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Nociceptive indicators in isoflurane-anaesthetized horses
Which method is the best to investigate nociception in horses: electroencephalogramm, mean arterial blood pressure or pulse rate? This interesting and important question was evaluated in this study from Norway on eight stallions undergoing castration.

This study was performed to evaluate Fourier-transformed electroencephalographic (EEG) variables, mean arterial blood pressure (MAP) and pulse rate as nociceptive indicators in isoflurane-anaesthetized horses.

Five standardbred and three Norwegian cold-blooded trotter stallions undergoing castration, aged 24 years, mass 378538 kg were included.

All horses received intravenous (IV) detomidine (10 g kg1 IV) and butorphanol (0.01 mg kg1 IV). Additional detomidine (4 g kg1 IV) was administered in the induction area.
Anaesthesia was induced with ketamine (2.5 mg kg1 IV) and diazepam (40 g kg1 IV), and maintained for 30 minutes with isoflurane (end-tidal concentration of 1.4%) vaporized in oxygen.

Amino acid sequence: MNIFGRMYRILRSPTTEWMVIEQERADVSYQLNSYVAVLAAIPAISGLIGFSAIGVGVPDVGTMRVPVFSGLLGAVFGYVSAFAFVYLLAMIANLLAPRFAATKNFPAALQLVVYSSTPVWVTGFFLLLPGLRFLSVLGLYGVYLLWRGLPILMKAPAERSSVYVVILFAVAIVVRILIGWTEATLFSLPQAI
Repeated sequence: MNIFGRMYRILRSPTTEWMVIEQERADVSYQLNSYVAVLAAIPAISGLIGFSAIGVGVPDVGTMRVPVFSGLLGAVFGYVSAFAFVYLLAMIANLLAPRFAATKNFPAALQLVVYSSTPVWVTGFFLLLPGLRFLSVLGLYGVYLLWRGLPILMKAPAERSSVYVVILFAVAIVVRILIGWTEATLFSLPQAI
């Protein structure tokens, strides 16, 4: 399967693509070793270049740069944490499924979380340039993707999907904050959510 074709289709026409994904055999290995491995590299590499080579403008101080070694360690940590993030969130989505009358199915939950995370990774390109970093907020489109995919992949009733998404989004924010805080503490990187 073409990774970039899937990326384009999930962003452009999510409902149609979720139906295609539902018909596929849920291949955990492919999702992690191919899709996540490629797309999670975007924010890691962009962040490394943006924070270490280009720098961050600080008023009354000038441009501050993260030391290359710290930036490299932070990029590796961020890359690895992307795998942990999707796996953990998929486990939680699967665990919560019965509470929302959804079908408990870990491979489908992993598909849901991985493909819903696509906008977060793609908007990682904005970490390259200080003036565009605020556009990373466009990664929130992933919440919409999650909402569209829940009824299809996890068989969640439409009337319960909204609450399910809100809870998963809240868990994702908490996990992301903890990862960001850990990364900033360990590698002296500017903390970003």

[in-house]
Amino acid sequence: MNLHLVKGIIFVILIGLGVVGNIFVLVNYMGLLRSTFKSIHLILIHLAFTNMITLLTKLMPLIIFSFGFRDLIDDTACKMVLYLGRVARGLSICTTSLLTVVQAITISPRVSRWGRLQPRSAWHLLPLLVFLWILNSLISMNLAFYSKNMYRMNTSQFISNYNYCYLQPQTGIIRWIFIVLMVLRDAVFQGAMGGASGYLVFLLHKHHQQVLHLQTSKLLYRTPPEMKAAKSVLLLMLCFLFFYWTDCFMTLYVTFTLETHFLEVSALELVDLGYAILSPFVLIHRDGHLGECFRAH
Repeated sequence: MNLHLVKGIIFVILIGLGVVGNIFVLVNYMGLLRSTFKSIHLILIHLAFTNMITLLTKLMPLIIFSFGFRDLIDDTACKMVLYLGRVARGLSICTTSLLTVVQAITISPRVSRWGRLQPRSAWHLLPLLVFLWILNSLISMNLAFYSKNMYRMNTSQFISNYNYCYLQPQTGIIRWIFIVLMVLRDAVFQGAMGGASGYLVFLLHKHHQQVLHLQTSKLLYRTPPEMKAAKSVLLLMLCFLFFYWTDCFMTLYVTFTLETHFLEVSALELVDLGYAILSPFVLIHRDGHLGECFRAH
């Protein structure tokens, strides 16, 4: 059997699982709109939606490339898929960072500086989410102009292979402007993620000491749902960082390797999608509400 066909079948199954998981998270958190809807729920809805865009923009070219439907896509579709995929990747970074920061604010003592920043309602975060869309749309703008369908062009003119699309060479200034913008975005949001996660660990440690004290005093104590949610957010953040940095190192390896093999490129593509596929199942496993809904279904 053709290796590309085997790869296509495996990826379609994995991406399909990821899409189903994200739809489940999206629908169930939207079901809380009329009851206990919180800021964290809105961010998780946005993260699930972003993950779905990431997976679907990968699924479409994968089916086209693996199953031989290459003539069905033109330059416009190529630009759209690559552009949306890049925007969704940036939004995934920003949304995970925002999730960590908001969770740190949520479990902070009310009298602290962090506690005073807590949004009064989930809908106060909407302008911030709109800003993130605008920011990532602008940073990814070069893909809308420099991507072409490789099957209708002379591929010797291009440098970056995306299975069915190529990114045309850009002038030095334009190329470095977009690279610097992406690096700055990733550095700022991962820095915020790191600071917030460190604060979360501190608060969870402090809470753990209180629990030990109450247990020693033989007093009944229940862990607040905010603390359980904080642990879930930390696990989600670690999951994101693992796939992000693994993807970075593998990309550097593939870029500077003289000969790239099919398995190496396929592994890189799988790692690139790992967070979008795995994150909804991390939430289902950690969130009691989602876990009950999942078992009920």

The electroencephalogram, MAP and pulse rate were recorded for 15 minutes, beginning 5 minutes before skin incision. Differences between the mean values of recordings taken before, and during surgery were calculated and tested for significant differences using a two-sided Student`s t-test.

Results: A significant rise in MAP and a fall in pulse rate were found. No significant change was found in any EEG variable.

Thus, of the variables evaluated, MAP seems to be the most sensitive and reliable indicator of nociception in isoflurane-anaesthetized horses.


Source: Haga, Henning A & Dolvik, Nils I (2005): Electroencephalographic and cardiovascular variables as nociceptive indicators in isoflurane-anaesthetized horses. In: Veterinary Anaesthesia and Analgesia 32 (3), 128-135.




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EQUINE

Silicate associated osteoporosis (SAO) in an adult horse
The horse was evaluated for a 6-month history of progressive back tenderness and acute onset of lameness. The horse had a marked (4/5) (American Association of Equine Practitioners scale) left forelimb lameness, moderate (2/5) hindlimb ataxia and weakness, and cervical pain upon palpation. Physical examination did not reveal clinical skeletal deformities or respiratory compromise. How can the diagnosis of SAO be made?

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